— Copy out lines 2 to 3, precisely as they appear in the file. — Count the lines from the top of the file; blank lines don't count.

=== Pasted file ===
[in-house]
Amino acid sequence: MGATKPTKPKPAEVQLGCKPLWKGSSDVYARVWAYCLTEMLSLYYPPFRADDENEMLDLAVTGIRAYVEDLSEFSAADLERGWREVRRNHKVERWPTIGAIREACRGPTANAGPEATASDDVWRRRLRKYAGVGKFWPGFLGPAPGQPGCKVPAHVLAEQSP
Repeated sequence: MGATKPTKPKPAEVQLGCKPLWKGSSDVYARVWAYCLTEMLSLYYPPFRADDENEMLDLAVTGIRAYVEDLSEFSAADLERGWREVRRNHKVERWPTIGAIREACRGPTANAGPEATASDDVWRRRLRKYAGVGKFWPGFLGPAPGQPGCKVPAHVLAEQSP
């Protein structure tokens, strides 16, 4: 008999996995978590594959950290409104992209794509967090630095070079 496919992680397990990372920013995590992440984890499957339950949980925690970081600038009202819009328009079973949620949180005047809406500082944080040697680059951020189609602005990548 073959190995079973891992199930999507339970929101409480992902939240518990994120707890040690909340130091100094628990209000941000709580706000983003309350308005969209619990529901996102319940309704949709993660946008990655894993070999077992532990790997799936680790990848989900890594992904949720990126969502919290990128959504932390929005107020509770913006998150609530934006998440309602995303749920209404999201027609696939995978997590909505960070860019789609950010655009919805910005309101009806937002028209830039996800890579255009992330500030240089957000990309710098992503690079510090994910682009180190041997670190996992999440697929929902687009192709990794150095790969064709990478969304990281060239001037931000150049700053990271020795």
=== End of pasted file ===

Amino acid sequence: MGATKPTKPKPAEVQLGCKPLWKGSSDVYARVWAYCLTEMLSLYYPPFRADDENEMLDLAVTGIRAYVEDLSEFSAADLERGWREVRRNHKVERWPTIGAIREACRGPTANAGPEATASDDVWRRRLRKYAGVGKFWPGFLGPAPGQPGCKVPAHVLAEQSP
Repeated sequence: MGATKPTKPKPAEVQLGCKPLWKGSSDVYARVWAYCLTEMLSLYYPPFRADDENEMLDLAVTGIRAYVEDLSEFSAADLERGWREVRRNHKVERWPTIGAIREACRGPTANAGPEATASDDVWRRRLRKYAGVGKFWPGFLGPAPGQPGCKVPAHVLAEQSP